What Kate Did Next: Allison Pearson on How Hard Can it Be?
From the moment readers encountered her, Kate Reddy - the heroine of Allison's Pearson's hilarious bestselling novel I Don't Know How She Does It - earned a place in reader's hearts. Now, fifteen years later, Kate is back in a sequel How Hard Can It Be?, this time juggling traitorous hormones, unknowable teenage children and ailing parents. Here the author discusses the joys and challenges of returning to a much-loved character for a brand new chapter.
For a novelist, returning to a well-loved character is a potentially hazardous business. Will the voice come back to you? How will that voice have altered over the years? Anyway, aren’t sequels doomed to be pale copies of the original?
Fifteen years ago, after I Don’t Know How She Does It, the story of Kate Reddy was published, I was under pressure to write a follow-up. Kate’s frantic, tragi-comic escapades, as she tries to combine motherhood with a career, had struck a chord with millions of women much like me. We were supposed to be the Having It All generation. Instead, it turned out we had been allowed to do our fathers’ jobs while retaining our mothers’ responsibilities. The result was a brutal double-shift and lashings of guilt. At the opening of the novel, in a scene which subsequently became famous, Kate is up at midnight distressing shop-bought mince pies so she can pass them off as home-made at her daughter’s school carol concert. One of my life’s proudest moments came when Marks and Spencer launched a range of ‘pre-distressed’ mince pies so that mums no longer had to fake it.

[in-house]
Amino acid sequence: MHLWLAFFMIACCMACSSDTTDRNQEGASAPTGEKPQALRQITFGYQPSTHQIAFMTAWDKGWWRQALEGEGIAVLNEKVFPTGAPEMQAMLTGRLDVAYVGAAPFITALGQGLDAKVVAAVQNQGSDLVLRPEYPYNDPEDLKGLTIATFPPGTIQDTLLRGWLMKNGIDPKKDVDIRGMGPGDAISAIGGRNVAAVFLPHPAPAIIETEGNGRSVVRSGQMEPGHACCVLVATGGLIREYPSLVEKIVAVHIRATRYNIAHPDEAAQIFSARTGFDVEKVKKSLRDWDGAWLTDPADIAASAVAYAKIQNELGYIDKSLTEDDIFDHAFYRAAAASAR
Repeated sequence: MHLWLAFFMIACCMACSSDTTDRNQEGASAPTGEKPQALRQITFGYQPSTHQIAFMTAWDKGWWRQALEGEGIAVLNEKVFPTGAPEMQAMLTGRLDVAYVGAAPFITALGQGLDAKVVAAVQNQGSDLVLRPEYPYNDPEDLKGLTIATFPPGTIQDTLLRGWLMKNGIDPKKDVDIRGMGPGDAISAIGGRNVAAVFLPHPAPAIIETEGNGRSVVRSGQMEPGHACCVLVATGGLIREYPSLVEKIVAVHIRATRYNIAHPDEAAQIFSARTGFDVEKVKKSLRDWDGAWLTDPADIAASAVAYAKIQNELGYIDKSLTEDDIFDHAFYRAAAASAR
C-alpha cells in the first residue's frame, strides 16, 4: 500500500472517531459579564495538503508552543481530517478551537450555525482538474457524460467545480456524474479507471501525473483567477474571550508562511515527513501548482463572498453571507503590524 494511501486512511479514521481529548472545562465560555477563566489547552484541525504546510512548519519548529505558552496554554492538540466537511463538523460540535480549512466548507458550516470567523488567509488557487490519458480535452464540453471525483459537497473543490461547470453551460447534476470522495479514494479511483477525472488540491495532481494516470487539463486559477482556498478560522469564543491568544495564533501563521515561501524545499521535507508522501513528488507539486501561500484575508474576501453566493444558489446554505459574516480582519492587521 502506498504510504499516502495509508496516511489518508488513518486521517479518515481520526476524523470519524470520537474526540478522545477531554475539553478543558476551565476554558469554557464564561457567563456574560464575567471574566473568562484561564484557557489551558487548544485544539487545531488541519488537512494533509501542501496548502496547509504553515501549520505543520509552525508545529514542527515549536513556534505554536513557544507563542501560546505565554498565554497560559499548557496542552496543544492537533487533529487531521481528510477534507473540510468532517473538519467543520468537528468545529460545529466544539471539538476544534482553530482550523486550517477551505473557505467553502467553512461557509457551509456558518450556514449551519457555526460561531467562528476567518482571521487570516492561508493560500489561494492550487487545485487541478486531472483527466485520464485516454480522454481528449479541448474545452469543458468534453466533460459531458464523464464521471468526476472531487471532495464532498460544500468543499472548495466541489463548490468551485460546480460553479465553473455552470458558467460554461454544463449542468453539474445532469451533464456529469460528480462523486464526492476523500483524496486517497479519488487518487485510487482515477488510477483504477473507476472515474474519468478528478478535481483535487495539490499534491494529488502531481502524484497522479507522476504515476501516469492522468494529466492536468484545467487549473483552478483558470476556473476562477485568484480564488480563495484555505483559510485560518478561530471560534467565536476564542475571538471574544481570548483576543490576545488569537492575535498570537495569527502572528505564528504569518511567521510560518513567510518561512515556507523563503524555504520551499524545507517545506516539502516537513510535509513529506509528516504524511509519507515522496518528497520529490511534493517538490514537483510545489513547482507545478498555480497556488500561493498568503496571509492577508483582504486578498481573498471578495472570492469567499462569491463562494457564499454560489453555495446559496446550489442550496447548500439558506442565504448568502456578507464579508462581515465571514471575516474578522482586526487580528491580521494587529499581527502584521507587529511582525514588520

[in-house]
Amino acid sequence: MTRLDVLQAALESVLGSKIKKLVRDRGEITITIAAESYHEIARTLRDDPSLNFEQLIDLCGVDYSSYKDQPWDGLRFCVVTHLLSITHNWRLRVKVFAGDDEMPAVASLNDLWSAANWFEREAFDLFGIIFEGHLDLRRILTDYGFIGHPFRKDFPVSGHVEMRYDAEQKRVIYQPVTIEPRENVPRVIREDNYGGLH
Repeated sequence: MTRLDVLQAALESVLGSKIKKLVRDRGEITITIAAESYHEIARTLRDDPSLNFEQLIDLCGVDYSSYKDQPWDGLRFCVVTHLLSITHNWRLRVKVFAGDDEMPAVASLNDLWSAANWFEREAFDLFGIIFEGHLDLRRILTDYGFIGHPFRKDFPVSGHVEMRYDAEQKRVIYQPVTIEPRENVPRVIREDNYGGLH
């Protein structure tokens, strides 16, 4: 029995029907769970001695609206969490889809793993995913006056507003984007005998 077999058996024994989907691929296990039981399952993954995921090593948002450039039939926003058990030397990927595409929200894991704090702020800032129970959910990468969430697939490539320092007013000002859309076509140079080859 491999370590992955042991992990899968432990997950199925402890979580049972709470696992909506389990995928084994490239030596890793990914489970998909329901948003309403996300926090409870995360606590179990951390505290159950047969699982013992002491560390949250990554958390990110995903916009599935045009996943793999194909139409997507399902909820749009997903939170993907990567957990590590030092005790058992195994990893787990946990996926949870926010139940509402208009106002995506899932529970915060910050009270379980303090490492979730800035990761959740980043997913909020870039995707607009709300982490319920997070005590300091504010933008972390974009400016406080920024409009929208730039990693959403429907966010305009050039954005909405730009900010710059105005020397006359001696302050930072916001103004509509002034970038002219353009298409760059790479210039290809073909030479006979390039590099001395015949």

Many readers told me that my book empowered them to laugh at the ridiculous burden of expectations for modern motherhood which had caused Kate Reddy such stress. It had since become perfectly acceptable to turn up at a school event with cakes you hadn’t had time to make yourself. Who says literature can’t change society for the better!
You know, I never wanted to write a sequel. I had poured my maternal heart and soul into that first novel; it said everything I had to say about Kate’s universal dilemma. When I appeared on the Oprah show in Chicago – ‘Miss Pearson, you’re going live in front of 40 million Americans’ Gulp! - Oprah called I Don’t Know How She Does It ‘a Bible for the working mother’. I needed no other accolade. Job done.
But something that happened on the American book tour lodged in my mind. A woman, she was probably in her fifties as I am now, came up to me at a signing and smiled. ‘Sorry to tell you this, but having little kids is the easy part. Just wait until Kate has teenagers...’
What on earth did she mean? Back then, I was still in the Calpol years of projectile vomiting and broken night. Surely, parenting would get easier? But that reader was right. As my own children entered their teens, I found out that the bigger the kid the bigger the problem. All of my friends were wrestling with the usual difficulties of having an adolescent, plus we were doing it in the diabolical era of social media when peer pressure followed your child home from school and taunted them in their lonely bedroom.
Sharon, my best American mate, revealed that she had put parental controls on every electronic device in her house to stop her three kids getting into mischief. One day, a computer guy came round to check the system. ‘I hate to tell you this, Mrs Seltzer,’ he said, ‘but your daughter has downloaded How To Bypass Parental Controls. And she’s charged it to your credit card.’